Prince George's County Executive Parris Glendening has accepted the resignation of Corrections Director Arnett W. Gaston, whose management of the county jail was criticized after published reports of rapes, sexual assaults and other security problems among inmates there.
Glendening said yesterday that he had discussed with Gaston several times his efforts to correct conditions in the jail but that both men finally agreed that "under the circumstances [Gaston] would not be able to meet the standards I wanted for that institution."
Gaston, who has run the county corrections department since July 1979, could not be reached for comment yesterday.
Sources said Glendening will announce the departure of Gaston, 44, today.
County sources said Gaston will leave his post as county jailer today, and will be detailed immediately to the county executive's office. He will assist in plans for a new jail, they said, and help prepare a response to an audit of the jail by the National Sheriffs' Association.
That audit, released yesterday, criticized the jail for meeting only about half the association's criteria for a well-run jail. "The problem lies not only with the first-line supervisors," the auditors concluded, "but from top to bottom, beginning with the director of the center Arnett Gaston ."
Gaston, the county's highest-ranking black appointee, will reportedly retain his $55,000 annual salary while in Glendening's office but leave the county payroll within 90 to 120 days.
"He is a good person and valued professional in this area," said a high-ranking Glendening aide.
Gaston's job will reportedly be taken over, at least temporarily, by Michael Flaherty, 40, whom Glendening appointed last month to be the jail's director of security. Flaherty had been commander of the county police department's patrol officers.
Glendening and his closest staff members have expressed concern about what they described as Gaston's "insensitive" and defensive response to a series of articles published in The Washington Post last fall that detailed accounts of rapes and sexual assaults in the county jail. Gaston said in an article that accompanied the series that he didn't believe statements by inmates and guards that male inmates raped or assaulted other men as often as 12 times a week. Such estimates were exaggerated, Gaston said. But he recently told a reporter he was "shocked" to learn such assaults were taking place and that he now believes a problem exists.
Gaston's supervision of the jail first came under scrutiny after nine prisoners escaped last July and another escape attempt was made in August.
Security was one of the areas criticized in the sheriffs' association audit. The 256-page audit said the jail met only about 53 percent of the association's national standards for adult local detention facilities. Among its specific findings were:
* Jail inmates control the institution "in the sense that they act and the staff reacts . . . The inmates are not running rampant, but certainly dictate the security environment of the facility."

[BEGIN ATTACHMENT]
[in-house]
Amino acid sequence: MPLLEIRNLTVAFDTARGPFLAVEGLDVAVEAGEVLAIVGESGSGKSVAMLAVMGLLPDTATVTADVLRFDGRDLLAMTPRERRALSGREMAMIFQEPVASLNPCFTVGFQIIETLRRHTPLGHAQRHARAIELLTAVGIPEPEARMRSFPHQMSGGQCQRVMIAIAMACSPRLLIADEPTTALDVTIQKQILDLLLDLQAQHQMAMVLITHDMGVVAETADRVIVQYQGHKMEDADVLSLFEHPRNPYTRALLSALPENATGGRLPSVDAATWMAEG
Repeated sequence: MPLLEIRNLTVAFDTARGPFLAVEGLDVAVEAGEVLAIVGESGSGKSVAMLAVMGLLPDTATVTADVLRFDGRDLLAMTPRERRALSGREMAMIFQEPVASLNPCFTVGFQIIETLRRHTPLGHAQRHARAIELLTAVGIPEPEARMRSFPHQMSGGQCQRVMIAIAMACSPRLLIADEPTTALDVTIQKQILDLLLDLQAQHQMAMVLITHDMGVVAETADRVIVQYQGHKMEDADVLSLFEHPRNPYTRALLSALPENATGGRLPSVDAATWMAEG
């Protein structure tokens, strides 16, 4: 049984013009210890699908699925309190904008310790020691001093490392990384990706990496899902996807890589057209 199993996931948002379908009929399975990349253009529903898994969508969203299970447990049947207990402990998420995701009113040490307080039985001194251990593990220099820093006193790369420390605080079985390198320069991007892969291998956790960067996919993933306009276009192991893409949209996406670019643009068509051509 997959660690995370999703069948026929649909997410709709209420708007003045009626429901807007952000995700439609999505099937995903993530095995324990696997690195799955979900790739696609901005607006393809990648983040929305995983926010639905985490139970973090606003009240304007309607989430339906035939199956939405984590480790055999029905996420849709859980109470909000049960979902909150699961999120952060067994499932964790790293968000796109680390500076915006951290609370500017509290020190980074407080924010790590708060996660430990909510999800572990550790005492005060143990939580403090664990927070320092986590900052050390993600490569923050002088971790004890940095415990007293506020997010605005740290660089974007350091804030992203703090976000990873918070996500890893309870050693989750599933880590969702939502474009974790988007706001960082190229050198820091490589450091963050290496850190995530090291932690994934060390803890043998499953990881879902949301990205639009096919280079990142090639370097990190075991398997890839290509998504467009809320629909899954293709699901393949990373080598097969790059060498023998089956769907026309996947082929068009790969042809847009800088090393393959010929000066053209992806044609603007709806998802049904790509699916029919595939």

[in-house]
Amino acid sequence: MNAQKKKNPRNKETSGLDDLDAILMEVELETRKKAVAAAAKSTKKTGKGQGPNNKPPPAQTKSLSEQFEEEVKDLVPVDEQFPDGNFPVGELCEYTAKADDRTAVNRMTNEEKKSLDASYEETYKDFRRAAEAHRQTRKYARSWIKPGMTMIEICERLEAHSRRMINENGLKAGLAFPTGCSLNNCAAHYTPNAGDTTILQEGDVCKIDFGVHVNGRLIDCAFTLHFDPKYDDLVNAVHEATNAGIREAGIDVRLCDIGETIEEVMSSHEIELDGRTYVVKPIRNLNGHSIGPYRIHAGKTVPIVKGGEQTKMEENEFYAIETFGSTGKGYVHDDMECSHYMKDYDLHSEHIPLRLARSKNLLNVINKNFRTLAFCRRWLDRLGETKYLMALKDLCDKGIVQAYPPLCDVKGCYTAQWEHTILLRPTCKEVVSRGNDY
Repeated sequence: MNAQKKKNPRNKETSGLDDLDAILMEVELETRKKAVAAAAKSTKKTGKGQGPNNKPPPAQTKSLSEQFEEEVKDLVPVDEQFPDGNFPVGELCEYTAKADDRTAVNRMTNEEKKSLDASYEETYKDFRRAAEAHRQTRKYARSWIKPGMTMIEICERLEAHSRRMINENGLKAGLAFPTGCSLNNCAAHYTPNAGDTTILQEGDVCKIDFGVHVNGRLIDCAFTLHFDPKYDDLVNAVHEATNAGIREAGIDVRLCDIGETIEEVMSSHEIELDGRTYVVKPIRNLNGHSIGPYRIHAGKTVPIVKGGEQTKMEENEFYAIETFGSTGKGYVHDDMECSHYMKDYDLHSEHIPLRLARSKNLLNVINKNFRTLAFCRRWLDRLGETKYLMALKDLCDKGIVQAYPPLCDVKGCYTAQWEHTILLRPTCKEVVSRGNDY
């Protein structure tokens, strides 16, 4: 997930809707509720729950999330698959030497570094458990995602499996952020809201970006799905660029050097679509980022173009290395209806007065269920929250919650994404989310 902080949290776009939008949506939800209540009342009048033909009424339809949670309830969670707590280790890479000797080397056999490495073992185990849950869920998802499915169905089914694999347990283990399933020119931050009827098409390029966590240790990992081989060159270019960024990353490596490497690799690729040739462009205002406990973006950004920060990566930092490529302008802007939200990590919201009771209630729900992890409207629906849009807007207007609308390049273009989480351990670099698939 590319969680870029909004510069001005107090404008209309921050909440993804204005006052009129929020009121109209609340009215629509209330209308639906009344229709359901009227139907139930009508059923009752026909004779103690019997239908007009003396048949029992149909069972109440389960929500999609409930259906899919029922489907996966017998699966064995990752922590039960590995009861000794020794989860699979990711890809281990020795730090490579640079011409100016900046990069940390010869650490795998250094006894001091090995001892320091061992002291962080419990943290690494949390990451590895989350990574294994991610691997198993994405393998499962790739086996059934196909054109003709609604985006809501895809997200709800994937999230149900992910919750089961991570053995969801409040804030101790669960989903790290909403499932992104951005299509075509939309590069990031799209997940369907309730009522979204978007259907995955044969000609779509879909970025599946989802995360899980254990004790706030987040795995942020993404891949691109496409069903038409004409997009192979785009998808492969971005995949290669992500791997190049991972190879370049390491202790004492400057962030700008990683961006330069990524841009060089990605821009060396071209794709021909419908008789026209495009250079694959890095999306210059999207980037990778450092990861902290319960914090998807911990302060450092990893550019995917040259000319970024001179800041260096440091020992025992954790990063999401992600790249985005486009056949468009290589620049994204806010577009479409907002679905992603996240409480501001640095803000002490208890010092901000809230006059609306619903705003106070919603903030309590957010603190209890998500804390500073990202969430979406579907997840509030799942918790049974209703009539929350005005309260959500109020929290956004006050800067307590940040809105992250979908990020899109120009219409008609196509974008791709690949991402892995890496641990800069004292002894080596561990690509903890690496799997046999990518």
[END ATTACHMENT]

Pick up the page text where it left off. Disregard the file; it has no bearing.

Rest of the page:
* Violence in the jail, involving assaults, sexual assaults and escape attempts, occurs because of overcrowding, design problems and guards who are poorly positioned. The jail, designed to hold about 320 prisoners, has about 529 inmates.
* Guards who ignore problems in the jail are not reprimanded by their supervisors.
* Hallways and cells are dirty and full of uncollected trash, mop buckets and newspapers.
* Lighting in the jail is not bright enough and inmates often cover lightbulbs with clothing.
* Inmates' clothing is not washed once a week, as it should be. Inmates sometimes have to give an inmate trusty cigarettes to get clothing washed.
The report was particularly critical of the jail's security and leadership problems. "It is time for all members of the senior staff and all supervisors they command to 'roll up their sleeves,' regain control of the facility and deal with the numerous symptoms that are indicative of not only a need for leadership improvements but of a high potential for serious breaches in security," the report states.
The report commended the jail, however, for its fiscal management, its computerized record-keeping, and for its medical staff members.
The audit was requested by former County Executive Lawrence J. Hogan last summer. It was conducted by four jail experts hired by the sheriffs' association. They spent a week visiting the jail and five weeks reviewing jail records and documents.
The Prince George's jail "wasn't totally unlike some of the jails that have requested audits," according to Dick Ford, jail operations director for the sheriffs' association. Ford declined to be more specific in his comparison of the Prince George's jail with 34 other jails that the association audited last year.
The purpose of the audits, Ford said, was to measure operation of the jails against standards recognized by the courts and professionals in criminal justice. The audits were funded by a $149,000 grant from the National Institute of Corrections, a division of the U.S. Justice Department.
The auditors recommended that the jail, among other things, hire 17 more guards and increase guards' $13,500 starting salaries nearly $2,000 a year.